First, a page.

Feeds

LinuxWorld Expo in Windows Server shocker

Penguins sell out to Beast of Redmond

5 things you didn’t know about cloud backup

Linux jockeys: prepare your world to be rocked to the very foundation of discarded pizza boxes and crumpled tissues on which it rests.

No, the news is not that Perving Jedi has closed his Natalie Portman nip-slip website, but rather that LinuxWorld 2006 Conference & Expo is batting for the other side - and when we say the other side, we mean the forces of galactic darkness operating from their base in Redmond, USA:

http://www.linuxworldexpo.co.uk was running Microsoft-IIS on Windows Server 2003 when last queried at 3-May-2006.

Yes indeed, reader "Styles" tipped us off as to this outrage, and Netcraft kindly supplied the above verification.

LinuxWorld Conference & Expo 2006 is due to wow the UK-based open source community on 25-26 October. The programme is as yet unpublished but will doubtless feature a guest appearance by Bill "Great Satan" Gates giving forth on the technological and humanitarian benefits of running Windows Server and why open source will eventually drive humanity to mass extinction. Book now to avoid disappointment. ®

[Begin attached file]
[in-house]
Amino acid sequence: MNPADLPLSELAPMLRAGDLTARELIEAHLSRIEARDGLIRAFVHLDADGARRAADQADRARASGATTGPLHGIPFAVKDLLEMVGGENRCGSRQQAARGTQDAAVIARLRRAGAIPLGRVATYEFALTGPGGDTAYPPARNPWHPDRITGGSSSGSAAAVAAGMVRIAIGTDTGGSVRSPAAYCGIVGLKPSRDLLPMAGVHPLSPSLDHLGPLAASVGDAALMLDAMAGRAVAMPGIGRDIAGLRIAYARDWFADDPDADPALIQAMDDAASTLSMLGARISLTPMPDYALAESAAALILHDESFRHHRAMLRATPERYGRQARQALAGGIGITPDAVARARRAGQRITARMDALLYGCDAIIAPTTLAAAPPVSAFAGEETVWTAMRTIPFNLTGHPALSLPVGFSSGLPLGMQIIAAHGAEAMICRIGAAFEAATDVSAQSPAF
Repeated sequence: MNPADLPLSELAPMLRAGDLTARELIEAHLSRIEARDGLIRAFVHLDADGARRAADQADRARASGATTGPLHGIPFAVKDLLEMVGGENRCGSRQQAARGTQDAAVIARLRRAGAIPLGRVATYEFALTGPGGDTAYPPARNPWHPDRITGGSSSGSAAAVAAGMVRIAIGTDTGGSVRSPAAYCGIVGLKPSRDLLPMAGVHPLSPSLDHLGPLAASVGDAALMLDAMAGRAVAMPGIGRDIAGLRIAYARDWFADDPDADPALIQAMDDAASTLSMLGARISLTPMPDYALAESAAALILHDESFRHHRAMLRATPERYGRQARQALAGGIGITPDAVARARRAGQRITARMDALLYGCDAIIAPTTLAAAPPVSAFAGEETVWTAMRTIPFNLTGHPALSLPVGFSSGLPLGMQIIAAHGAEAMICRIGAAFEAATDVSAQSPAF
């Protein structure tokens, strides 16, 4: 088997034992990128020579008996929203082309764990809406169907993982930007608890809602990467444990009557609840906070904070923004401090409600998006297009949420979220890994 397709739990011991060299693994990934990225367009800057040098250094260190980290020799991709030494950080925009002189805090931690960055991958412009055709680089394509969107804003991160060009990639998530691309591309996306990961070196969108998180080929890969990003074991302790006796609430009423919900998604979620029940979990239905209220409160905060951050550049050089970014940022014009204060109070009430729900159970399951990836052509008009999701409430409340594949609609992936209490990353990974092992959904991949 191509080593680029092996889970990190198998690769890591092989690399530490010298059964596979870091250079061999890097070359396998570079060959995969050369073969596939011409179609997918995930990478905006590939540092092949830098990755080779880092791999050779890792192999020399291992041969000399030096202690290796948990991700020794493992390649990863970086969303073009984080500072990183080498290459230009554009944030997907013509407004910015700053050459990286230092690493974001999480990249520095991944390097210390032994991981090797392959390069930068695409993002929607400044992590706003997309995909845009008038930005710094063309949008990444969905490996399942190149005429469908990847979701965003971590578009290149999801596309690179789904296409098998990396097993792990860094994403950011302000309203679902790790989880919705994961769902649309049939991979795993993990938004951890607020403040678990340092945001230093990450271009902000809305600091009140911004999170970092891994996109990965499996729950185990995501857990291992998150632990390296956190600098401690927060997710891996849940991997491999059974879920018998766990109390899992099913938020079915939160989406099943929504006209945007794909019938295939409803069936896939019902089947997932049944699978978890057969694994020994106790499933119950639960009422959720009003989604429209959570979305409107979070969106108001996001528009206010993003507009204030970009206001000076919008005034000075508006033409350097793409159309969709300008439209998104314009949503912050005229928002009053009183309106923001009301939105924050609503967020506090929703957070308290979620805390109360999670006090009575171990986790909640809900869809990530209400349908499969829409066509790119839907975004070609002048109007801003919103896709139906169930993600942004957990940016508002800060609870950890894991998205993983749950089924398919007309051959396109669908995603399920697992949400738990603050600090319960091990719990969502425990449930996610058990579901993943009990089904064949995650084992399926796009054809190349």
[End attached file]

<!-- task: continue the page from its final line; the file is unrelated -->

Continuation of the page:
5 things you didn’t know about cloud backup

Whitepapers

Implementing global e-invoicing with guaranteed legal certainty
Explaining the role local tax compliance plays in successful supply chain management and e-business and how leading global brands are addressing this.
Endpoint data privacy in the cloud is easier than you think
Innovations in encryption and storage resolve issues of data privacy and key requirements for companies to look for in a solution.
Why cloud backup?
Combining the latest advancements in disk-based backup with secure, integrated, cloud technologies offer organizations fast and assured recovery of their critical enterprise data.
Consolidation: The Foundation for IT Business Transformation
In this whitepaper learn how effective consolidation of IT and business resources can enable multiple, meaningful business benefits.
High Performance for All
While HPC is not new, it has traditionally been seen as a specialist area – is it now geared up to meet more mainstream requirements?